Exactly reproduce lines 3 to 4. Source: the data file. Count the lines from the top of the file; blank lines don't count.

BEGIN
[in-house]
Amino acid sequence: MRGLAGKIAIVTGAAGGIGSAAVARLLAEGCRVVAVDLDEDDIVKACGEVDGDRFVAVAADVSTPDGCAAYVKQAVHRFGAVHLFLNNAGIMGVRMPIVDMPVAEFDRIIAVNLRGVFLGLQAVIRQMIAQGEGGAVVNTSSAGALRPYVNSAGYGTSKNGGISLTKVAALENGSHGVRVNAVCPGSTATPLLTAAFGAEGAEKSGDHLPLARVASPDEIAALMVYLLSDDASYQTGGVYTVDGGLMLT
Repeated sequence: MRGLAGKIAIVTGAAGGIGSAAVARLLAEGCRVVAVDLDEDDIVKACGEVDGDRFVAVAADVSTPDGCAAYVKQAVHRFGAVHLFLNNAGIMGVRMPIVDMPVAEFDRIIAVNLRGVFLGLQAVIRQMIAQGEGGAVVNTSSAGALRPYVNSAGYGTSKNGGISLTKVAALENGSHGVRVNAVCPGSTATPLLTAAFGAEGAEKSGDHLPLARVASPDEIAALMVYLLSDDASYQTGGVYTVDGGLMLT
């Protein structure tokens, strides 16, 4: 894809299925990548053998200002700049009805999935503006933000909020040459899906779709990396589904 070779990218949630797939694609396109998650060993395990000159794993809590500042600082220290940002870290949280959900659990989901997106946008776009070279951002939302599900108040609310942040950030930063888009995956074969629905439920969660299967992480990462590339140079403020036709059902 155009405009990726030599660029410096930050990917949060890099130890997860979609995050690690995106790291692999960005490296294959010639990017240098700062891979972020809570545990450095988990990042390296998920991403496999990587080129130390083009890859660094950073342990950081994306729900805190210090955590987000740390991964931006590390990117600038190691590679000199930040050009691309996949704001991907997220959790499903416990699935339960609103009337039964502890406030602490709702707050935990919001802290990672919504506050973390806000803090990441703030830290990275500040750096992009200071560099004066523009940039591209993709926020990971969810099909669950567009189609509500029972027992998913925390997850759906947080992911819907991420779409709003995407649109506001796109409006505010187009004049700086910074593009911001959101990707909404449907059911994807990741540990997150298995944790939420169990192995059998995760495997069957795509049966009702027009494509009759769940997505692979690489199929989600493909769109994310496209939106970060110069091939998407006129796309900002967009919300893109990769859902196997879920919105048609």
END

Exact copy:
Repeated sequence: MRGLAGKIAIVTGAAGGIGSAAVARLLAEGCRVVAVDLDEDDIVKACGEVDGDRFVAVAADVSTPDGCAAYVKQAVHRFGAVHLFLNNAGIMGVRMPIVDMPVAEFDRIIAVNLRGVFLGLQAVIRQMIAQGEGGAVVNTSSAGALRPYVNSAGYGTSKNGGISLTKVAALENGSHGVRVNAVCPGSTATPLLTAAFGAEGAEKSGDHLPLARVASPDEIAALMVYLLSDDASYQTGGVYTVDGGLMLT
């Protein structure tokens, strides 16, 4: 894809299925990548053998200002700049009805999935503006933000909020040459899906779709990396589904 070779990218949630797939694609396109998650060993395990000159794993809590500042600082220290940002870290949280959900659990989901997106946008776009070279951002939302599900108040609310942040950030930063888009995956074969629905439920969660299967992480990462590339140079403020036709059902 155009405009990726030599660029410096930050990917949060890099130890997860979609995050690690995106790291692999960005490296294959010639990017240098700062891979972020809570545990450095988990990042390296998920991403496999990587080129130390083009890859660094950073342990950081994306729900805190210090955590987000740390991964931006590390990117600038190691590679000199930040050009691309996949704001991907997220959790499903416990699935339960609103009337039964502890406030602490709702707050935990919001802290990672919504506050973390806000803090990441703030830290990275500040750096992009200071560099004066523009940039591209993709926020990971969810099909669950567009189609509500029972027992998913925390997850759906947080992911819907991420779409709003995407649109506001796109409006505010187009004049700086910074593009911001959101990707909404449907059911994807990741540990997150298995944790939420169990192995059998995760495997069957795509049966009702027009494509009759769940997505692979690489199929989600493909769109994310496209939106970060110069091939998407006129796309900002967009919300893109990769859902196997879920919105048609």